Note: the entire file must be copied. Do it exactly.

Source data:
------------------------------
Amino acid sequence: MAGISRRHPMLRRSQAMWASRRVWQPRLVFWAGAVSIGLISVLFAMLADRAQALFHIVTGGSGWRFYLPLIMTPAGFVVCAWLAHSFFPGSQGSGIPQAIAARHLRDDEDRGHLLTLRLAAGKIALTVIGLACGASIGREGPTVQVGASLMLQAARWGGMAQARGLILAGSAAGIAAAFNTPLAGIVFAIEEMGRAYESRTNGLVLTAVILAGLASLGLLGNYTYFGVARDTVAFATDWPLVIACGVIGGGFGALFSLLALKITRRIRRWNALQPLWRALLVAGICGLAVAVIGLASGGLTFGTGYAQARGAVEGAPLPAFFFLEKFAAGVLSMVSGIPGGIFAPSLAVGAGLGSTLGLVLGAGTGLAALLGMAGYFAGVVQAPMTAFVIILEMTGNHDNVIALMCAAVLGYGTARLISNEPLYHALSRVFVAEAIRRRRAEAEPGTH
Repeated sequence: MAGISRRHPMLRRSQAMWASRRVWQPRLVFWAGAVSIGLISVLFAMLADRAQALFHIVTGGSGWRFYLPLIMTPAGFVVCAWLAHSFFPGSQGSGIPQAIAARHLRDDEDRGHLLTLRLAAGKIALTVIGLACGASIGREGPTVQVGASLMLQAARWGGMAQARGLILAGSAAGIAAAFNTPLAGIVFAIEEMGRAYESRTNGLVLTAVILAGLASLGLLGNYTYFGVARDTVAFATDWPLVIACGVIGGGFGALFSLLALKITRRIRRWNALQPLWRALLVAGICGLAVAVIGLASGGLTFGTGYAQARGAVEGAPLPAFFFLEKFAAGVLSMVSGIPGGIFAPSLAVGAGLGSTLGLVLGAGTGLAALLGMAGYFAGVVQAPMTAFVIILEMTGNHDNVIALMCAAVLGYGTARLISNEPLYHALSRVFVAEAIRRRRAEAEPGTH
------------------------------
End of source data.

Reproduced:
Amino acid sequence: MAGISRRHPMLRRSQAMWASRRVWQPRLVFWAGAVSIGLISVLFAMLADRAQALFHIVTGGSGWRFYLPLIMTPAGFVVCAWLAHSFFPGSQGSGIPQAIAARHLRDDEDRGHLLTLRLAAGKIALTVIGLACGASIGREGPTVQVGASLMLQAARWGGMAQARGLILAGSAAGIAAAFNTPLAGIVFAIEEMGRAYESRTNGLVLTAVILAGLASLGLLGNYTYFGVARDTVAFATDWPLVIACGVIGGGFGALFSLLALKITRRIRRWNALQPLWRALLVAGICGLAVAVIGLASGGLTFGTGYAQARGAVEGAPLPAFFFLEKFAAGVLSMVSGIPGGIFAPSLAVGAGLGSTLGLVLGAGTGLAALLGMAGYFAGVVQAPMTAFVIILEMTGNHDNVIALMCAAVLGYGTARLISNEPLYHALSRVFVAEAIRRRRAEAEPGTH
Repeated sequence: MAGISRRHPMLRRSQAMWASRRVWQPRLVFWAGAVSIGLISVLFAMLADRAQALFHIVTGGSGWRFYLPLIMTPAGFVVCAWLAHSFFPGSQGSGIPQAIAARHLRDDEDRGHLLTLRLAAGKIALTVIGLACGASIGREGPTVQVGASLMLQAARWGGMAQARGLILAGSAAGIAAAFNTPLAGIVFAIEEMGRAYESRTNGLVLTAVILAGLASLGLLGNYTYFGVARDTVAFATDWPLVIACGVIGGGFGALFSLLALKITRRIRRWNALQPLWRALLVAGICGLAVAVIGLASGGLTFGTGYAQARGAVEGAPLPAFFFLEKFAAGVLSMVSGIPGGIFAPSLAVGAGLGSTLGLVLGAGTGLAALLGMAGYFAGVVQAPMTAFVIILEMTGNHDNVIALMCAAVLGYGTARLISNEPLYHALSRVFVAEAIRRRRAEAEPGTH